Dear General Nimay has given us a single, solitary week to get back to the border. From here, it normally takes us about a day under two, and the weather’s usually considerably more favourable, too. Sure, draw the straight line distance on a map from here to the border, and we’d be able to cover that ground quite easily in a week in Raykin, but this isn’t Raykin.
Straight line distances are thrown to the wind here. It’s impossible to go more than twenty paces in a straight line without hitting a tree. There are mountains to go around, rivers to follow until you reach a bridge that hasn’t been washed away by floodwaters, and of course mud is much harder for horses to run through than firm-packed sand.
Horses aren’t invincible, either. They need to eat, to rest… There’s no way they can go at a full gallop, which is essentially what we’d be asking, for a full week. And in this cold and wet, their legs will lock up at some point.
Now, I want to be back with this strange new phenomenon called “sunlight” as much as any of us, but even Ulkar agrees that there’s no way we can make it in a week.
Still, Nimay’s adamant, so a week it shall be.
As a result, today we did a lot of running. She woke us all up a good hour before dawn and would have made us skip breakfast as well, but we managed to convince her that skipping breakfast for a week would gain us a sum total of half an hour at most. So instead we forced breakfast down in about two minutes, (Kazinian journey bread. Like normal bread that went stale a month ago), rolled up the tents in three minutes, tacked the horses in five and were back on the road within ten minutes of waking up.
I can think of so many things I’d rather be doing an hour before the sun rises. Sleeping is involved in most of these things.
But no, we were hurtling through the Kazinian wilderness, squinting through foggy darkness and praying to the goddesses that the horses had better eyesight than we did. We didn’t completely torture the horses. I hope. We only did about ten minutes of hard galloping before slowing to a steady canter, walked them a bit, and gave them regular breaks to graze.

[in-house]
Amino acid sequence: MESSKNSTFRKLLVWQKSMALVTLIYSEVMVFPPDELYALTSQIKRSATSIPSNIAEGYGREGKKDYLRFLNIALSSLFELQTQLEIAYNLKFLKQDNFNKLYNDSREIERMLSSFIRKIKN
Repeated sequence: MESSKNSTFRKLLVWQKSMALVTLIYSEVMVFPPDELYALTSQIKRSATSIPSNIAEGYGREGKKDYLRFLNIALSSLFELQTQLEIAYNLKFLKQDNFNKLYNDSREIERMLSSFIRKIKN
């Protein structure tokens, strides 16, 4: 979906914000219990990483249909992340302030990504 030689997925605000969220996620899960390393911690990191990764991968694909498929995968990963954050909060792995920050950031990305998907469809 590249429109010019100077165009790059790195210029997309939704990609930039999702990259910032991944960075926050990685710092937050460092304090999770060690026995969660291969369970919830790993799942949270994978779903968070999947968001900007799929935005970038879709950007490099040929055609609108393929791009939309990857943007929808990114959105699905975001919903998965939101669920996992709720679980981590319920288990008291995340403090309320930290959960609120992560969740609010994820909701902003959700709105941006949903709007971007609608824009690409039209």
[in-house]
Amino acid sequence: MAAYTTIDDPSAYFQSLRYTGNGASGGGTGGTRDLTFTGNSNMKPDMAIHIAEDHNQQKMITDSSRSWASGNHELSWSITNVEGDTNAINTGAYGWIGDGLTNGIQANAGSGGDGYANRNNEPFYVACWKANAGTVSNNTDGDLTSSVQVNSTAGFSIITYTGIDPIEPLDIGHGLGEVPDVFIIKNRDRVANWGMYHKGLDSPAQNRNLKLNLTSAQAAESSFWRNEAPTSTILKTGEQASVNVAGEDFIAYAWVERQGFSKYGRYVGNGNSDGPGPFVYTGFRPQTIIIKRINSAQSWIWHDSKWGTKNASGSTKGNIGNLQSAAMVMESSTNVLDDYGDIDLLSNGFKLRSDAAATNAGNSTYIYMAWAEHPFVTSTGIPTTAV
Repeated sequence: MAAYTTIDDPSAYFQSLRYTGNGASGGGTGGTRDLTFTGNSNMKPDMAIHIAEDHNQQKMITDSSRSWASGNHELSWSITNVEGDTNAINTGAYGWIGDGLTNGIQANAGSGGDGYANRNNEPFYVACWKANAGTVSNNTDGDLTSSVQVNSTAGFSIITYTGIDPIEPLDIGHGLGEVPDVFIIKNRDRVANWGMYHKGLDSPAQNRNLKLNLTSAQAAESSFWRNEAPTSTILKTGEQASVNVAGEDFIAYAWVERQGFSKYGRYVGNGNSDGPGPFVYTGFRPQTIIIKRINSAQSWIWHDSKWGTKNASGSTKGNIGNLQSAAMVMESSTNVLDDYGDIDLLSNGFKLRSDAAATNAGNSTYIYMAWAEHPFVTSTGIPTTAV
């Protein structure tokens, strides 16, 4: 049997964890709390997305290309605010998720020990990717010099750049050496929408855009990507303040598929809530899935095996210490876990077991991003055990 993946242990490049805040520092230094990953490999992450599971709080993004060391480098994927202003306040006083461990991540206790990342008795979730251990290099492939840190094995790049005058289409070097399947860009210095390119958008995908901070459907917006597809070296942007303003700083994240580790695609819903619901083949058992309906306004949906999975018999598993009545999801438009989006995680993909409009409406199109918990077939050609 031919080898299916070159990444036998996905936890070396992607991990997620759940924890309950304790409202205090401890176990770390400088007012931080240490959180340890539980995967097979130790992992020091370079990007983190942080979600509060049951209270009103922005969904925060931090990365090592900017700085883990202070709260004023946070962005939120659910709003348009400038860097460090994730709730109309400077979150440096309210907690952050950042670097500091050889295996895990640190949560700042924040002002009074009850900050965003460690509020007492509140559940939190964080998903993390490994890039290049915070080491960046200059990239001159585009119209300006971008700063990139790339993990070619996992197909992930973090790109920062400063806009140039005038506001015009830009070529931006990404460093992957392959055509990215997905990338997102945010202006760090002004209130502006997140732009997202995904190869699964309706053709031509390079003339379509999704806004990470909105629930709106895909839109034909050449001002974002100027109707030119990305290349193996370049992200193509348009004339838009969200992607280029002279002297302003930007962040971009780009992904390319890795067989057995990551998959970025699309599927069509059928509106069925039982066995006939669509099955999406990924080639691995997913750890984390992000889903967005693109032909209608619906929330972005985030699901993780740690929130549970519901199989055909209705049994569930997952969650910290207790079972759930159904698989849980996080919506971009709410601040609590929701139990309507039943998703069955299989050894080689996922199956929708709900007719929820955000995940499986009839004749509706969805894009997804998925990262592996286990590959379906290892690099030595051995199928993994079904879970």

Dizzy hates me for it though. The poor guy’s been snorting at me at every opportunity and refuses to believe me when I tell him that it’s purely Nimay’s fault.
As promised, it wasn’t until well into the night that we finally reined in. We probably would have gone further, but it was just impossible to see further than the horse’s ears in front of us. The innkeeper was understandably annoyed when the fifteen of us traipsed in, dripping and muddy, and woke him from an undoubtedly cosy bed to feed not only us, but our horses as well, who we insisted were to be given the best feed they had in this village for them.
All in all, I think we did actually achieve our goal today. It would normally have taken us about two days to travel that distance. There’s no way the horses can keep that pace for a whole week though. If nothing else, Dizzy and the other two stallions are going to start rebelling by tomorrow. You only really ever have a tentative grasp of control over a stallion; once you tell them to repeatedly do something they don’t want to do, they’re going to let you know about it.
Day two, more of the same. The roads are uncharacteristically deserted, but it’s hardly surprising. If I had a choice, I wouldn’t be out in this kind of weather either. No wagon would move through this mud, and no General could force his troops out without the risk of being killed by said troops. General of the Own excepted, of course. We’re not really into the whole mutiny thing. Clever negotiating usually works well enough, and failing that, whining. I know, mature, aren’t we?
As predicted, the horses are getting more and more annoyed with us, the stallions especially. Mongrel even bucked to try and throw Nol off when we remounted after lunch, which isn’t something he’s done for a couple of years. He bites, snorts, kicks, lifts his front leg threateningly and even rears occasionally, but he’s not bucked for a long time.
I can only hope his displays won’t give Dizzy ideas.
I’m not sure we can control these three for too much longer. Even though we’ve been staying at inns and therefore giving them the best care and feed they could possibly get, they’re completely ignoring it.
Mongrel has successfully thrown Nol off three times today. He reared up at him this morning and just barely missed connecting hoof with head. I can tell you now, a horse’s hooves are considerably more solid than a camel’s feet. Haenel cracked a rib when he was kicked in the chest, so a blow to the skull is likely to be fatal.